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harrycoyster

General Discussion on Canadian Youth Teams

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Made a catch-all for CMNT youth teams and Canadian academy news.

Earlier today TFC officially joined the USSDA at all levels, joining the Whitecaps and the Impact. I talked to a friend within the Whitecaps youth system who told me that the move has been in the works for a while, but was dependent on the 2026 World Cup bid. He told me the CSA isn't thrilled with the situation (and the OSA is even less thrilled), as TFC joining the USSDA means Toronto must pay the USSF around $2000 USD a year in registration fees. The CSA has been attempting to build a Canadian answer to the USSDA, but with CPL academies still years away, it was decided that the CMLS teams competing in the USSDA is the best thing for development towards 2026, which has become the main focus of CSA youth strategy. The USSDA has a significant fee for leaving to join a competing youth league within 3.5 years of joining, so it appears TFC will play in the USSDA until at least 2022.

Additionally, everybody who cares about the next generation should keep an eye on the USSDA Summer Showcase currently taking place in the US. Outside of the Dallas Cup, it is the most heavily scouted youth tournament that CMLS teams compete in, and regularly ends with 4-5 players earning moves to European academies. Unfortunately, the #4 seeded Impact u18s dropped its first game the the #27 seed LA Galaxy u18s in a 0-4 loss that illustrated what people that regularly follow the USSDA already know; the Western USSDA divisions are far superior to the Central and Eastern divisions. 

Edited by harrycoyster

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Guest Tg11

If this USSDA helps with development then hey I am all for it personally because if it helps pick out the best and brightest stars who could one day feature for Canada then that of course is great as we gear towards 2022 and 2026 anyway.

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46 minutes ago, harrycoyster said:

Made a catch-all for CMNT youth teams and Canadian academy news.

Earlier today TFC officially joined the USSDA at all levels, joining the Whitecaps and the Impact. I talked to a friend within the Whitecaps youth system who told me that the move has been in the works for a while, but was dependent on the 2026 World Cup bid. He told me the CSA isn't thrilled with the situation (and the OSA is even less thrilled), as TFC joining the USSDA means Toronto must pay the USSF around $2000 USD a year in registration fees. The CSA has been attempting to build a Canadian answer to the USSDA, but with CPL academies still years away, it was decided that the CMLS teams competing in the USSDA is the best thing for development towards 2026, which has become the main focus of CSA youth strategy. The USSDA has a significant fee for leaving to join a competing youth league within 3.5 years of joining, so it appears TFC will play in the USSDA until at least 2022.

Additionally, everybody who cares about the next generation should keep an eye on the USSDA Summer Showcase currently taking place in the US. Outside of the Dallas Cup, it is the most heavily scouted youth tournament that CMLS teams compete in, and regularly ends with 4-5 players earning moves to European academies. Unfortunately, the #4 seeded Impact u18s dropped its first game the the #27 seed LA Galaxy u18s in a 0-4 loss that illustrated what people that regularly follow the USSDA already know; the Western USSDA divisions are far superior to the Central and Eastern divisions.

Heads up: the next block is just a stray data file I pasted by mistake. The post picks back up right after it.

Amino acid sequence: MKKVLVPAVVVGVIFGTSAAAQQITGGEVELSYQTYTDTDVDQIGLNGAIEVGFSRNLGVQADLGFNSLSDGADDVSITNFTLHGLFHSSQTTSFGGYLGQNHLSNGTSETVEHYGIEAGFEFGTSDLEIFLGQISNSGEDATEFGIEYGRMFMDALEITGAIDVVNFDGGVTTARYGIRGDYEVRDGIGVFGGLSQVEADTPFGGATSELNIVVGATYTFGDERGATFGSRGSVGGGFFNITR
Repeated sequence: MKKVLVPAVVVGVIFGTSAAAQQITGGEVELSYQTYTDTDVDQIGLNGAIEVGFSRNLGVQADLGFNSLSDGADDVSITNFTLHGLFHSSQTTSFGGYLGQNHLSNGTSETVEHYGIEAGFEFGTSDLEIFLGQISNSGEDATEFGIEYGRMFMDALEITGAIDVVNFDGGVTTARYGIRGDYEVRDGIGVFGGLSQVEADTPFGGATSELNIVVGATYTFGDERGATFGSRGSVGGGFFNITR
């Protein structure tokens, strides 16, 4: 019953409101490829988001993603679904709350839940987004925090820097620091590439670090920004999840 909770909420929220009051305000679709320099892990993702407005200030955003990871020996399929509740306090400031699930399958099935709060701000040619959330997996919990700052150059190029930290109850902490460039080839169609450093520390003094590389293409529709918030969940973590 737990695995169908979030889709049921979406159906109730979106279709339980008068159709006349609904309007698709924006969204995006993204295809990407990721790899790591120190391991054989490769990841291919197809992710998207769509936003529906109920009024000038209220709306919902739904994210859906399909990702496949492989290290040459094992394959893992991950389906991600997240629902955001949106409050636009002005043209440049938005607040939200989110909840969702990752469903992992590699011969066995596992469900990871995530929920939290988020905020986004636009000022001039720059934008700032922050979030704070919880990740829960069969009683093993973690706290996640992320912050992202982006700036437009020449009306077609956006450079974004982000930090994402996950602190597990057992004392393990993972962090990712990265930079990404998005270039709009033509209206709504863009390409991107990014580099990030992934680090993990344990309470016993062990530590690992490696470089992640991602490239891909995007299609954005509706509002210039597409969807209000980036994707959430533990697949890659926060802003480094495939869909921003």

Cool topic and it's a hit on CPL/CSA overall, but perhaps the future will add all three CMLS teams in the youth tourneys set in Canada. However with scouts coming to these games perhaps the brightest players in CMLS teams will get a higher chance at joining a European academies. Let see how it goes for TFC since they are just joining now.

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I understand the short term benefits of playing in USSDA, but I am disappointed that it’s happening. I wanted Vancouver and Montreal to shift towards Canadian leagues, not for TFC to shift away. I think this move hurts TFC’s capacity for scouting young Canadians, and decreases the level of competition in the OPDL.

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20 hours ago, harrycoyster said:

Made a catch-all for CMNT youth teams and Canadian academy news.

Earlier today TFC officially joined the USSDA at all levels, joining the Whitecaps and the Impact. I talked to a friend within the Whitecaps youth system who told me that the move has been in the works for a while, but was dependent on the 2026 World Cup bid. He told me the CSA isn't thrilled with the situation (and the OSA is even less thrilled), as TFC joining the USSDA means Toronto must pay the USSF around $2000 USD a year in registration fees. The CSA has been attempting to build a Canadian answer to the USSDA, but with CPL academies still years away, it was decided that the CMLS teams competing in the USSDA is the best thing for development towards 2026, which has become the main focus of CSA youth strategy. The USSDA has a significant fee for leaving to join a competing youth league within 3.5 years of joining, so it appears TFC will play in the USSDA until at least 2022.

Additionally, everybody who cares about the next generation should keep an eye on the USSDA Summer Showcase currently taking place in the US. Outside of the Dallas Cup, it is the most heavily scouted youth tournament that CMLS teams compete in, and regularly ends with 4-5 players earning moves to European academies. Unfortunately, the #4 seeded Impact u18s dropped its first game the the #27 seed LA Galaxy u18s in a 0-4 loss that illustrated what people that regularly follow the USSDA already know; the Western USSDA divisions are far superior to the Central and Eastern divisions.